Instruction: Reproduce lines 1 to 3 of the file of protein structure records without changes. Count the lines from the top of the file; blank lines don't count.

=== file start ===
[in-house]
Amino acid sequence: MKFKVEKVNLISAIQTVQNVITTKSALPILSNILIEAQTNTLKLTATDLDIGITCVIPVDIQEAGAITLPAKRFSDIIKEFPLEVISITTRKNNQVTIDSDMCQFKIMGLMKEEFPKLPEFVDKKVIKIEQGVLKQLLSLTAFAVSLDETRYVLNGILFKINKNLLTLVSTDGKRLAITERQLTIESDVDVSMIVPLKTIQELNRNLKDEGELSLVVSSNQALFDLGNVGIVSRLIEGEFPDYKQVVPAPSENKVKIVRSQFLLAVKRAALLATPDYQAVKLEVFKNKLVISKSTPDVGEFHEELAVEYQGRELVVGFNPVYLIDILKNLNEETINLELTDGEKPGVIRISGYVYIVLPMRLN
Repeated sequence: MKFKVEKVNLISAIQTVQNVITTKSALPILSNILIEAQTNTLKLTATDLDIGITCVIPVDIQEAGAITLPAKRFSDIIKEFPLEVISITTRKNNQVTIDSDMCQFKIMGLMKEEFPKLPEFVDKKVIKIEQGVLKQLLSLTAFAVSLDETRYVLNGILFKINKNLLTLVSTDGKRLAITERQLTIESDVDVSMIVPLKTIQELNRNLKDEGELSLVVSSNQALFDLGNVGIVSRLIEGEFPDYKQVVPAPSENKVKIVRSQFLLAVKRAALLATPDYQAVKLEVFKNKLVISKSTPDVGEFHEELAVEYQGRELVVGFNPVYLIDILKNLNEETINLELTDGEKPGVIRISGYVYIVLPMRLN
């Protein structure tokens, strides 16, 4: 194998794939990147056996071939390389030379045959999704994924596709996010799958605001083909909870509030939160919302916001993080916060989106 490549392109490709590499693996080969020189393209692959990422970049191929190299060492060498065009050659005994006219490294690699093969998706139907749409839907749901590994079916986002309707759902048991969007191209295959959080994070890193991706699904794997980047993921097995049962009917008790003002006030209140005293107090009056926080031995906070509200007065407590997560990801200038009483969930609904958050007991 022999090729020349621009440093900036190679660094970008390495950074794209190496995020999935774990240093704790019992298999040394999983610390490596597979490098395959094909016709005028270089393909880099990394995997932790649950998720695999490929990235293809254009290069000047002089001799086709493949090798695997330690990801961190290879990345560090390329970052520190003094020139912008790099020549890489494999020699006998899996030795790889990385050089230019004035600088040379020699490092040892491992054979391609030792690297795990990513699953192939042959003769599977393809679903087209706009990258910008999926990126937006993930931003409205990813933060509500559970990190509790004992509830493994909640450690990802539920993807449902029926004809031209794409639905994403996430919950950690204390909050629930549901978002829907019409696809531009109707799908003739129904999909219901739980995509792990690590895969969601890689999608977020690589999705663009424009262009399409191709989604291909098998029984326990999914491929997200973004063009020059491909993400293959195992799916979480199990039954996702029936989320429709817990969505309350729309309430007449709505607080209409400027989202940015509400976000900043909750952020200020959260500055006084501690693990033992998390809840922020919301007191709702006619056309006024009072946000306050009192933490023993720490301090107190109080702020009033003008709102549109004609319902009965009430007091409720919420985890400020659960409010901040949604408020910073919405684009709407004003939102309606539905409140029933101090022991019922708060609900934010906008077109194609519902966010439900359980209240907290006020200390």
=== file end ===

[in-house]
Amino acid sequence: MKFKVEKVNLISAIQTVQNVITTKSALPILSNILIEAQTNTLKLTATDLDIGITCVIPVDIQEAGAITLPAKRFSDIIKEFPLEVISITTRKNNQVTIDSDMCQFKIMGLMKEEFPKLPEFVDKKVIKIEQGVLKQLLSLTAFAVSLDETRYVLNGILFKINKNLLTLVSTDGKRLAITERQLTIESDVDVSMIVPLKTIQELNRNLKDEGELSLVVSSNQALFDLGNVGIVSRLIEGEFPDYKQVVPAPSENKVKIVRSQFLLAVKRAALLATPDYQAVKLEVFKNKLVISKSTPDVGEFHEELAVEYQGRELVVGFNPVYLIDILKNLNEETINLELTDGEKPGVIRISGYVYIVLPMRLN
Repeated sequence: MKFKVEKVNLISAIQTVQNVITTKSALPILSNILIEAQTNTLKLTATDLDIGITCVIPVDIQEAGAITLPAKRFSDIIKEFPLEVISITTRKNNQVTIDSDMCQFKIMGLMKEEFPKLPEFVDKKVIKIEQGVLKQLLSLTAFAVSLDETRYVLNGILFKINKNLLTLVSTDGKRLAITERQLTIESDVDVSMIVPLKTIQELNRNLKDEGELSLVVSSNQALFDLGNVGIVSRLIEGEFPDYKQVVPAPSENKVKIVRSQFLLAVKRAALLATPDYQAVKLEVFKNKLVISKSTPDVGEFHEELAVEYQGRELVVGFNPVYLIDILKNLNEETINLELTDGEKPGVIRISGYVYIVLPMRLN